Hollywood is often described as a dream factory, but really it's just as often a salvage yard. Anxious studio executives would rather bet their $100-million budgets on nostalgia than on new ideas, which is why, against all odds, Sid and Marty Krofft are back in business.
The Krofft brothers, both now in their 70s, have a showbiz story that dates back to the final days of vaudeville. But for children of the Nixon years, their name is the brand behind some of the era's strangest TV programming: shows such as "H.R. Pufnstuf," "Lidsville," "Land of the Lost" and "Sigmund and the Sea Monsters."
Those low-budget shows had rubber-costumed actors, fluorescent puppets and psychedelic sets that were by the 1980s hopelessly dated; and by the end of that decade, the same could be said of the Kroffts.
Today, though, thanks to the Hollywood appetite for all things kitschy and high-concept, the Kroffts are poised for the biggest payday of their career -- unless, of course, they strangle each other first.
"Things did get lean, but we never gave up," said Sid, 78, the smiling, soft-spoken dreamer of the two.
His brother, sitting next to him at their Studio City office, rolled his eyes. "We? I wouldn't let you give up," snapped Marty, still the deal maker at 71. "I wouldn't let us sell the rights to our old shows. That is why we are where we are today."
And where they are isn't a bad place to be. Universal Pictures has just finished principal photography on a $100-million adaptation of "Land of the Lost," the mid-1970s Krofft show about a family stranded in a jungle teeming with dinosaurs and hissing reptile-men called Sleestak. The remake is a comedy starring Will Ferrell, and Universal has circled it as its big popcorn movie for summer 2009. The Kroffts -- who will speak about the franchise today at the Comic-Con gathering in San Diego in front of 6,000-plus fans -- will get a percentage of the profits and make a mint from licensing deals.
The Kroffts, however, are bickering all the way to the bank, which is no surprise.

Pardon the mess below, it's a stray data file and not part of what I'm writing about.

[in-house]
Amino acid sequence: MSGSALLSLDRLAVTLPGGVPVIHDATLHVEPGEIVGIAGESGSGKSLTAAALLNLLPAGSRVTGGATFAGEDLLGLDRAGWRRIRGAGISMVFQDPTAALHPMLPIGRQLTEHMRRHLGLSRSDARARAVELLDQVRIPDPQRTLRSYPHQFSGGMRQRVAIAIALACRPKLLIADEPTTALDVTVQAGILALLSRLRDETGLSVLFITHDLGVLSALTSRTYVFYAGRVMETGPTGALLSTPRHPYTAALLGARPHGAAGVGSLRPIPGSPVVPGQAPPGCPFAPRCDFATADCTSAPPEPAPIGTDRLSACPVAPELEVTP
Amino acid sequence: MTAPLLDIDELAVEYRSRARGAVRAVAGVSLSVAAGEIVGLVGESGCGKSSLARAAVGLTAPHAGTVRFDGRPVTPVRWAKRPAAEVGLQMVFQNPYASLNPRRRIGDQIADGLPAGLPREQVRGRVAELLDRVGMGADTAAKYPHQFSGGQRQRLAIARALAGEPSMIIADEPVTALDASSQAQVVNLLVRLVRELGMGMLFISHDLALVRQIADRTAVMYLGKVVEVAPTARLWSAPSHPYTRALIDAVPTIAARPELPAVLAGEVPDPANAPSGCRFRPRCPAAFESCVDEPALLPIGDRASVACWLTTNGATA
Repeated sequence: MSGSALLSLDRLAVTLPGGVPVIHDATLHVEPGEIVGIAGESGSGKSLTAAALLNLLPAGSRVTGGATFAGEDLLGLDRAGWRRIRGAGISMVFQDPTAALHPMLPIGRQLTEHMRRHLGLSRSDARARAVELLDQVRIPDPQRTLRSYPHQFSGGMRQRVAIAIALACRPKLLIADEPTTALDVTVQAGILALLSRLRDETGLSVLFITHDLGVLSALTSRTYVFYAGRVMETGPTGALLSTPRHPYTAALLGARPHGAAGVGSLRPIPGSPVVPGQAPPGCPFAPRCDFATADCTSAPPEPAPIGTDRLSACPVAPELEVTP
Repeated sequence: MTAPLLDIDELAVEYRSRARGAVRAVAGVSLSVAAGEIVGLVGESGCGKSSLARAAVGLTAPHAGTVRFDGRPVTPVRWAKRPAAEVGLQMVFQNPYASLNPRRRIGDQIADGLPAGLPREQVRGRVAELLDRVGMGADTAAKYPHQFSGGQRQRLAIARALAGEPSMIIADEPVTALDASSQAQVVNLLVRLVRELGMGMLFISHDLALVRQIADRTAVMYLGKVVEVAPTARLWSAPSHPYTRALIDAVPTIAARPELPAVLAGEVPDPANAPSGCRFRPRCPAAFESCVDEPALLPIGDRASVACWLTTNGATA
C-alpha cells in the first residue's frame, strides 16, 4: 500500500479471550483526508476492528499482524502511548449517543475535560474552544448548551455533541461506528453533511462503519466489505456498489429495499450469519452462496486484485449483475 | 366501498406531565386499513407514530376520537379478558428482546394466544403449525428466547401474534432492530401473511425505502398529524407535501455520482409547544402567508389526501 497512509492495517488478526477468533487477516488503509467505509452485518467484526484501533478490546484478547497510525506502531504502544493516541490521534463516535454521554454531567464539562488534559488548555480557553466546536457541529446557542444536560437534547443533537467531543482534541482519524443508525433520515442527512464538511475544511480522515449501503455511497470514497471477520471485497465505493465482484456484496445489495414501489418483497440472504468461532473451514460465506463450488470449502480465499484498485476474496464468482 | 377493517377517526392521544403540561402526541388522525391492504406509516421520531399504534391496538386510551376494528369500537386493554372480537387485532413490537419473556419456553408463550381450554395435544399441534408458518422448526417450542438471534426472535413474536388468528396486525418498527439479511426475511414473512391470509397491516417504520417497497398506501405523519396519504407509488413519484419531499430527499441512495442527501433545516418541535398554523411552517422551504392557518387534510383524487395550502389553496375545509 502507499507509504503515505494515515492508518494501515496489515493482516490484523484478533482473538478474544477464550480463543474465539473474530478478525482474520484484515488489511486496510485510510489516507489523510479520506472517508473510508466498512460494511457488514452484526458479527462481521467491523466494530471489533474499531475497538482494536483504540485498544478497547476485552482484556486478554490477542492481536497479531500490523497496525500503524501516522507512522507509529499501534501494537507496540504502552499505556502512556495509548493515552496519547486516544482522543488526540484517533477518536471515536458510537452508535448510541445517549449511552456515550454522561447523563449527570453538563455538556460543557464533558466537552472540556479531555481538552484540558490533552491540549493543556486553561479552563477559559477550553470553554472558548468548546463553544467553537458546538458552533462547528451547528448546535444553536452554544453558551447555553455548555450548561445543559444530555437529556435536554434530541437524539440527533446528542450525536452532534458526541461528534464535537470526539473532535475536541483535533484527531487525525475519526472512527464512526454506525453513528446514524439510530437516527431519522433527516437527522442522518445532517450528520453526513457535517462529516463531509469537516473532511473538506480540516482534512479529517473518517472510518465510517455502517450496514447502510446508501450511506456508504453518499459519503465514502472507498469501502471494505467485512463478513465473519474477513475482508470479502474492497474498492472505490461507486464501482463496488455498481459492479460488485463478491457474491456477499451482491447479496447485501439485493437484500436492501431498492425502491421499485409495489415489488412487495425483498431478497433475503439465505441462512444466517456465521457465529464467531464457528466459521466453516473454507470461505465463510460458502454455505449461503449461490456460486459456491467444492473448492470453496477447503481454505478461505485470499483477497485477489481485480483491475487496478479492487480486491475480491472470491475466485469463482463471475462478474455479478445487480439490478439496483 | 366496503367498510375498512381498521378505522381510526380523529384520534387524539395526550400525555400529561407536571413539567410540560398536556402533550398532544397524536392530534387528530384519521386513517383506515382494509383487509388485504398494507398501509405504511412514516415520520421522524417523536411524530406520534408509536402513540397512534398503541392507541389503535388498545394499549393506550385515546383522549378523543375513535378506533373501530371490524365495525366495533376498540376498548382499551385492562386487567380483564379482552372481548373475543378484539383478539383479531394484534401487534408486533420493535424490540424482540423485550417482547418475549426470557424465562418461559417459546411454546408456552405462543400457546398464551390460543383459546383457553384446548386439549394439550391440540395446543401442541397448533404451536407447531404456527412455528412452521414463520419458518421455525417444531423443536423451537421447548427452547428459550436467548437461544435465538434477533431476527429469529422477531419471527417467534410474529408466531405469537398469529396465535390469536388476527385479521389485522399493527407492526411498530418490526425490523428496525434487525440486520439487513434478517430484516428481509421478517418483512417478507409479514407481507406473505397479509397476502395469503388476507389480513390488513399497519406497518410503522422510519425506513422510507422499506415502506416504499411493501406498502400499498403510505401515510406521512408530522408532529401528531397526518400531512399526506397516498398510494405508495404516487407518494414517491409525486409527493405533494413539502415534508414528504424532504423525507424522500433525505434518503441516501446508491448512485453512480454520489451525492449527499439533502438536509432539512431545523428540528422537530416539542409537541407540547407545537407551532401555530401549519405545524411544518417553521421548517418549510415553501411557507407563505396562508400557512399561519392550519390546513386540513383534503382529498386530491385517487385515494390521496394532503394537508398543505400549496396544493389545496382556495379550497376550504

"To hear Marty talk, I've never worked a single day," said Sid, who at age 15 joined the Ringling Brothers circus as a puppeteer and proved so adept that he would go on to become an opening act for the Andrews Sisters, Judy Garland and Cyd Charisse. Marty had joined the act by the late 1950s, and from then on the two puppeteers were locked in a contest to prove who was really pulling the strings. Sid was the creative force, but Marty was the one who made sure the act actually made it to the stage.
"Oh, I've earned my pay, believe me," Marty said. "It's not easy for two brothers to work together."
An example came up almost immediately. Sid was sharing one especially windy tale when his brother groaned, "Sid, I thought you were telling a story about 'Land of the Lost.' What happened to that?"
"I'm getting there, Marty," Sid said. "You know I can tell long stories too, just the way you do."
Marty answered through a clenched smile: "That wasn't very nice."
A few minutes later, Sid decided to clear his conscience by revealing a 50-year-old family secret -- "We've been living with this lie for decades," he said -- and his younger brother was apoplectic. "Now?! This moment, right now, you decide you need to tell all of this?"
Sid, the man who dreamed up deliriously strange Saturday-morning characters such as Weenie the Genie, Horatio J. HooDoo and Cha-Ka the ape-boy, looked bewildered by his brother's fury. "Well, Marty, I don't see the harm. It's history now."
There are still plenty of young dreamers, oddballs and colorful hucksters in the entertainment industry, but, really, the modern corporate era has wiped away most of its greasepaint charm. In the flashbulb era, big stars were bigger and tall tales were taller.
For example, take the celebrated Krofft family history: Sid and Marty are supposedly fifth-generation puppeteers, dating to the opening of the Krofft Theater in the early 1700s in Athens. It is a truly amazing tale and cited in almost every article every written about them, and it's the first line of their bio.
It is also not true. It was cooked up by a New York publicist in the 1940s. The brothers have carried it with them ever since, until Sid suddenly decided to clear his conscience in an interview for this story.
"It became a trap," Sid explained, shaking his head. "I was telling Marty the other day how bad it is that some of his children even have heard it and believe it."
There are other vivid moments in the Krofft biography that test credulity. Marty, for instance, says that Beatles manager Brian Epstein called him seeking tapes of "H.R. Pufnstuf" so the band could keep up to date on the psychedelic Saturday-morning show. Of course, Epstein died in 1967, two years before "Pufnstuf" went on the air.